Jim Patterson wrote an enlightening commentary for The Register-Guard in Eugene, Oregon about the widespread abuse and neglect in long term care facilities. Below are excerpts:
Every day an elderly resident in an assisted living facility or nursing home in Oregon is neglected or abused. Usually little is done to stop it.
If a resident or family member reports neglect or abuse to their local Adult and Protective Services agency, chances are the facility won’t be fined, as allowed by law. If a fine is levied by the state Department of Human Services, it is usually only a few hundred dollars, which most for-profit long-term care companies have written into their budgets as one of the costs of doing business.
In short, the system for protecting some of our most vulnerable citizens isn’t working well due to bureaucratic inertia, profit-driven long-term care facilities, and legislators who care more about other issues.
While sexual assaults are one of the worst kinds of senior abuse, countless other abuses occur in facilities on a daily basis. I was a volunteer certified long-term care ombudsman for 2½ years, and on almost every visit to facilities in Lane County observed problems such as residents with bedsores, unchanged sanitary underwear, and colorless and tasteless meals. I learned about theft of residents’ personal property, occasional dirty kitchens, well-meaning but poorly trained staff (and a few who weren’t well-meaning), underpaid young facility directors who had little experience in the business, and medication mistakes — which can lead to death.
In three facilities I saw demented, sexually predatory male residents, and missed by a day seeing one of these residents shot to death by an offended fellow resident who then killed his wife and himself. This happened at the Alpine Court Memory Care Facility in Eugene.
From November 2009 through April 2011, Lane County Adult and Protective Services received 866 complaints about incidents of neglect or abuse in long-term care facilities under its jurisdiction. Of these, 44 percent were substantiated by APS caseworkers and passed on to the state DHS, which contracts with APS to do the investigations in the facilities. Of those reviewed by the state during this 18-month period, 28 percent of the 44 percent sent on to the state were upheld by DHS. Of the 28 percent substantiated by the state, 20 percent resulted in fines.
Thus, out of a total of 866 complaints, only 22 were found severe enough to incur a fine.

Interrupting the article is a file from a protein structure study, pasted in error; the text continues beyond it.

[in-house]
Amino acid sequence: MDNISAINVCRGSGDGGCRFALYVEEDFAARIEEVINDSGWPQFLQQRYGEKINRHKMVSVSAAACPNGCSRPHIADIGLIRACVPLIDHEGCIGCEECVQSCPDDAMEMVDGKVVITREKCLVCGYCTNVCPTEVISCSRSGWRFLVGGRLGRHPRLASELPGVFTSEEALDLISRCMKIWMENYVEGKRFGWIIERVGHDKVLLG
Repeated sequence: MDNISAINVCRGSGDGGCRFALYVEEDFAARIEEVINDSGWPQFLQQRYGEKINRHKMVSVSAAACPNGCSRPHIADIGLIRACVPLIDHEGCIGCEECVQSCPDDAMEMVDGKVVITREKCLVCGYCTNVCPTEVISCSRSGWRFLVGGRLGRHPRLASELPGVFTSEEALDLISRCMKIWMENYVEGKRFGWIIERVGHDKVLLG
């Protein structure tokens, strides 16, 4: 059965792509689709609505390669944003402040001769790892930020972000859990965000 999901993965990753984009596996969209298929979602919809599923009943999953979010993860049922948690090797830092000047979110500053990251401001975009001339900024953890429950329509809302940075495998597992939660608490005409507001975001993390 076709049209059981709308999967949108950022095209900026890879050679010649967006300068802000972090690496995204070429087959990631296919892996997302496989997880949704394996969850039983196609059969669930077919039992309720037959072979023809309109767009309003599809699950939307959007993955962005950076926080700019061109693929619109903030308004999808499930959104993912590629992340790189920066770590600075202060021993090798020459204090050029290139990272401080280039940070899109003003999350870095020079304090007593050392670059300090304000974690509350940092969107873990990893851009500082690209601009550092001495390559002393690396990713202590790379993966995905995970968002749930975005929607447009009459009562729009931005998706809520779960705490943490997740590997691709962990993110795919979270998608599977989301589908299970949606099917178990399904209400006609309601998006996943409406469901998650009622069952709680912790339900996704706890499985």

The Oregon Health Care Association is the main lobbying group for the for-profit long-term care industry in Oregon. It has already convinced our legislators this year that increasing those penalties would be bad for business.
One bright spot in this depressing picture is the state Office of the Long-Term Care Ombudsman. The office’s staff of deputies and its volunteers across the state are committed to advocating for seniors and their rights. But at a meeting in May with DHS officials, the ombudsman’s office was told that imposing fines doesn’t do any good because they only amount to a few hundred dollars. Instead, DHS said it would go after the few “bad apples” in the industry. That may be why DHS regularly reverses a significant number of findings of sustainability of neglect or abuse by the Lane County agency.
What can be done about this mess? I suggest the following:
When you hear of neglect or abuse, report it to the Lane County Adult and Protective Services office in Eugene. Also call the state Office of the Long-Term Care Ombudsman. If it’s a criminal matter, call the police.
Call Gov. John Kitzhaber’s office in Salem and demand more rigorous enforcement by DHS of the existing laws against facilities that neglect or abuse their residents. The governor has recently appointed Erinn Kelley-Siel as director of the Department of Human Services.
Call your state representative and senator, and ask that they change the law in the 2012 legislative session to impose much stiffer penalties on an industry that, according to the evidence, puts profits above the well-being of the people they are supposed to serve and protect.
To grow old and have to go into a facility, and then not to feel safe or protected or well-cared for in the place where you live, is demeaning at best and terrifying at worst. Public outcry can change this.